It may be a life in reverse that I live, going inward toward birth, but still these things which surround me seem to be without direction. Others in their tidy ways seem oddly stunned by aversion from thought or feeling and introspection. I’m not any better.

Wednesday, June 16, 2004

Otis' Wildlife Adventure

You know how they say that dogs look like their owners? Well, this is what my neighbor looks like: He’s a big guy with broad shoulders, not the type you’d be unhappy to find on your side. But he’s also a professional guy, with a very friendly demeanor and perpetual smile. He may have been an ass kicker in High School, but only by virtue of his imposing size and a propensity for laughs. If he was, there’s virtually no sign of that now.

Otis does not appear to be as genteel a package. Adopted from the city shelter, this dog spent most of his life as an unofficial resident at the University’s equestrian complex. Oddly enough, he shares many features common to the breed which serves as the school’s mascot. With an adopted dog like that, one never really knows its complete history, but when you look at Otis you can speculate that there was a particular event which led from happy existence in bucolic horse setting to bars in the city pound. Needless to say, after five weeks Otis and Tim are still getting to know each other.

Here’s a little illustration of Otis’ delicate sensibilities: I like dogs, so anyone who comes over to my place with one gets the run of the place. Tim and his sidekick come over one night to watch a DVD, and as usual the dog has to sniff out the place. But with Otis there’s not just the occasional tipping over of things and dog toe-nails on hardwood. It sounds more like furniture in an enormous clothes dryer. In the middle of "Really Big Fish" we hear something that sounds like a water main break, and it turns out to be Otis practically sucking my plumbing inside-out getting a drink of water from the toilet.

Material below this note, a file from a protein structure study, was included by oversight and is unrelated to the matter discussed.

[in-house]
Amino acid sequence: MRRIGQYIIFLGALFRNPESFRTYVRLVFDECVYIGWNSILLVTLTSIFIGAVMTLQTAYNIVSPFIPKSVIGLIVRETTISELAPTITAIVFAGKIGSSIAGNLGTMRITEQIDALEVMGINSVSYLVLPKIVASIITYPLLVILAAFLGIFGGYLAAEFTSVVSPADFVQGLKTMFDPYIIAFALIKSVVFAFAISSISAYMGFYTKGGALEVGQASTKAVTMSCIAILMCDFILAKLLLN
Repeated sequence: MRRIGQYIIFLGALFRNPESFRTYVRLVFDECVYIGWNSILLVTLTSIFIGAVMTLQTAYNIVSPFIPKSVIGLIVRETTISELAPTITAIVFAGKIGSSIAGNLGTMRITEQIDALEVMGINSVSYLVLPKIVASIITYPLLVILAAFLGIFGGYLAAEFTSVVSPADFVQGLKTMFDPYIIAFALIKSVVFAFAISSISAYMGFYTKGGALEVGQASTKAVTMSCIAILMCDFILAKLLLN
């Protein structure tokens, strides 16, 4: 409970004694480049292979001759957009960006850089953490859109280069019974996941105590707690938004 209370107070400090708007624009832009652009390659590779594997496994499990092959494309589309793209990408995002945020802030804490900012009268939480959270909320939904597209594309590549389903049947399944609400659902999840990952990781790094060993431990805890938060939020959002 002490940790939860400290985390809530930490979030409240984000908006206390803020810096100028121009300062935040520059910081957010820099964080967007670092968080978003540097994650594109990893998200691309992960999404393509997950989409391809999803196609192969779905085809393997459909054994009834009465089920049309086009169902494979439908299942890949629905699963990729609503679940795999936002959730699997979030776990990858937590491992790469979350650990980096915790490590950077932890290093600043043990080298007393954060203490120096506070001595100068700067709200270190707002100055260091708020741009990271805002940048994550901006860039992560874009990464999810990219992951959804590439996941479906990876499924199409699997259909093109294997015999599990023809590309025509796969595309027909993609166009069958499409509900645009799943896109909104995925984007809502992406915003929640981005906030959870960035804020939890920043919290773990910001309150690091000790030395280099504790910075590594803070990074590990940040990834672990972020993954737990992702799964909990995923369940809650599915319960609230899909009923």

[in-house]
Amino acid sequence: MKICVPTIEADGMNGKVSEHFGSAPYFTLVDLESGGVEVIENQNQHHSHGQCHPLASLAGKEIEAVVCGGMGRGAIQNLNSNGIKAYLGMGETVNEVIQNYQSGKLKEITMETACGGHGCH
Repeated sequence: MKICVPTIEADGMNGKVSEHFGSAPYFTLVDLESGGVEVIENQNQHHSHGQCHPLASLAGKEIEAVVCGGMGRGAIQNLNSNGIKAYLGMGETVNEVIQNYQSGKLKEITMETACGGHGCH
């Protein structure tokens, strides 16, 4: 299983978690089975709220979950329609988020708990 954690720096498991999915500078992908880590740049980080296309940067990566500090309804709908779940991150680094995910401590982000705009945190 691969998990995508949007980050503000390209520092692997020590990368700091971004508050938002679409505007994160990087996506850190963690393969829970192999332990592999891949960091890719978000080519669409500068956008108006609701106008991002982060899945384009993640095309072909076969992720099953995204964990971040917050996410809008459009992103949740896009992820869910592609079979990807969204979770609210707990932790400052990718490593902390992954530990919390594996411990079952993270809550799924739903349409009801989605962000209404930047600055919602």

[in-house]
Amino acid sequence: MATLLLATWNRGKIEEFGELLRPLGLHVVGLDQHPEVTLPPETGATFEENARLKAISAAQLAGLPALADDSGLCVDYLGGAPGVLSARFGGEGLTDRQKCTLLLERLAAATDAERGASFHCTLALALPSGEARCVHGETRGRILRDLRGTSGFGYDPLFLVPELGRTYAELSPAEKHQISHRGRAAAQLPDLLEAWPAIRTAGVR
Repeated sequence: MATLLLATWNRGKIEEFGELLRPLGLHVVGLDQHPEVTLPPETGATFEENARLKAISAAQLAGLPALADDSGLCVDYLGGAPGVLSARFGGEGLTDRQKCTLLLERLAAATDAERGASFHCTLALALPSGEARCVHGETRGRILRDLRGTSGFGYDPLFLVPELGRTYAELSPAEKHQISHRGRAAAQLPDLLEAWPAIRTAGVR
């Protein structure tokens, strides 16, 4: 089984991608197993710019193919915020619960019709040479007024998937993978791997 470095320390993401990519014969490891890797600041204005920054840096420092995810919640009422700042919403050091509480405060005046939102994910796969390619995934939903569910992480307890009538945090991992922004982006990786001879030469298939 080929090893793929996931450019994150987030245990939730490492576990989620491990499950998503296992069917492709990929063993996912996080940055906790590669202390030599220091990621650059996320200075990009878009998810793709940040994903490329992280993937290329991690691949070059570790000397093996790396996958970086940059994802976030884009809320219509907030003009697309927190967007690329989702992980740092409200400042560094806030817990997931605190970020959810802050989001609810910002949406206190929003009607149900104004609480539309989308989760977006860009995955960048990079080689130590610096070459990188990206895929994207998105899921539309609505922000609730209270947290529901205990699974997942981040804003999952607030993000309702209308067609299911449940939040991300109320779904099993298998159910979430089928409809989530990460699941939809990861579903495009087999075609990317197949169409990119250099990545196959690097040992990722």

About a week ago my friend and I are sitting on the stoop and along comes Tim and Otis, and they seem to be making a bee-line for the house. Very curious. We say hello and get an enthusiastic response, exchange a tidbit of neighborhood gossip, and then we hear him say "you’ve gotta hear what just happened". This is the part of the story where my friend and I almost sprain our diaphragms laughing.

Tim goes on to say: "So we’re walking past a bunch of kids on our way to the park and one of them says "mister, your dog looks mean, is it ok if I pet him", and a minute later they’re all cooing over him and pulling his tail and that sort of thing. As we leave I wave goodbye and begin to pass a row of houses with brick stairways and sidewalls enclosing them. Just out the most extreme portion of my peripheral vision I see a squirrel sitting in one of these blind entranceways on the first step. Well, apparently Otis saw the same thing. He just casually turns his head and CHWOOOMP, he’s got pretty much the whole squirrel in his mouth. You can see its legs frantically pumping as if trying to hop out of the situation. Then Otis changes his grip and starts yanking it from side to side, tail slashing through the air in a blur of fur. Blood is spattering all over the sidewalk and a demonic groan is coming from the pink foam around Otis’ mouth. Things have gone well beyond a P.G. rating. While Otis is going at it I’m hauling on the leash, but blind instinct is apparently pulling harder. Finally he gets the message, lets go and gives me a look like ‘sorry, but you know how it is’ type of thing.